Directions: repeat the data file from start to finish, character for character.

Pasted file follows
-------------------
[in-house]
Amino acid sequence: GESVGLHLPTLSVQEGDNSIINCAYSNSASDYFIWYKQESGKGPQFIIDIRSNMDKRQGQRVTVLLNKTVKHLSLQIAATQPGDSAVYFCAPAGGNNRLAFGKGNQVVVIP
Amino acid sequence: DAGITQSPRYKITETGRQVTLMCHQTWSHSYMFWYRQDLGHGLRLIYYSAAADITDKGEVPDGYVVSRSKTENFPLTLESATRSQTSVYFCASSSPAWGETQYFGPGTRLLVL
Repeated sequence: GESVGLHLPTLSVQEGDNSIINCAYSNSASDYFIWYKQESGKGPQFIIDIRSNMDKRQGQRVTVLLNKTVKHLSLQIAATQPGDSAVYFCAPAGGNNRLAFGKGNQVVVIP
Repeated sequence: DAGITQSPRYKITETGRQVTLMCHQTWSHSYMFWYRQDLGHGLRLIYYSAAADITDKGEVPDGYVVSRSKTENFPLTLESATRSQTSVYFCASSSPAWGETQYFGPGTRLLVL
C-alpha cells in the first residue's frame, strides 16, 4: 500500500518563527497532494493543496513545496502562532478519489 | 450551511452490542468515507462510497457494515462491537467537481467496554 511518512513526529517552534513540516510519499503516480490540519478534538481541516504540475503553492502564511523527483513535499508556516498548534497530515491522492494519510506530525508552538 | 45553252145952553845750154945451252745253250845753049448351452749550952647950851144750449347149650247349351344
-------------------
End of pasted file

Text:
[in-house]
Amino acid sequence: GESVGLHLPTLSVQEGDNSIINCAYSNSASDYFIWYKQESGKGPQFIIDIRSNMDKRQGQRVTVLLNKTVKHLSLQIAATQPGDSAVYFCAPAGGNNRLAFGKGNQVVVIP
Amino acid sequence: DAGITQSPRYKITETGRQVTLMCHQTWSHSYMFWYRQDLGHGLRLIYYSAAADITDKGEVPDGYVVSRSKTENFPLTLESATRSQTSVYFCASSSPAWGETQYFGPGTRLLVL
Repeated sequence: GESVGLHLPTLSVQEGDNSIINCAYSNSASDYFIWYKQESGKGPQFIIDIRSNMDKRQGQRVTVLLNKTVKHLSLQIAATQPGDSAVYFCAPAGGNNRLAFGKGNQVVVIP
Repeated sequence: DAGITQSPRYKITETGRQVTLMCHQTWSHSYMFWYRQDLGHGLRLIYYSAAADITDKGEVPDGYVVSRSKTENFPLTLESATRSQTSVYFCASSSPAWGETQYFGPGTRLLVL
C-alpha cells in the first residue's frame, strides 16, 4: 500500500518563527497532494493543496513545496502562532478519489 | 450551511452490542468515507462510497457494515462491537467537481467496554 511518512513526529517552534513540516510519499503516480490540519478534538481541516504540475503553492502564511523527483513535499508556516498548534497530515491522492494519510506530525508552538 | 45553252145952553845750154945451252745253250845753049448351452749550952647950851144750449347149650247349351344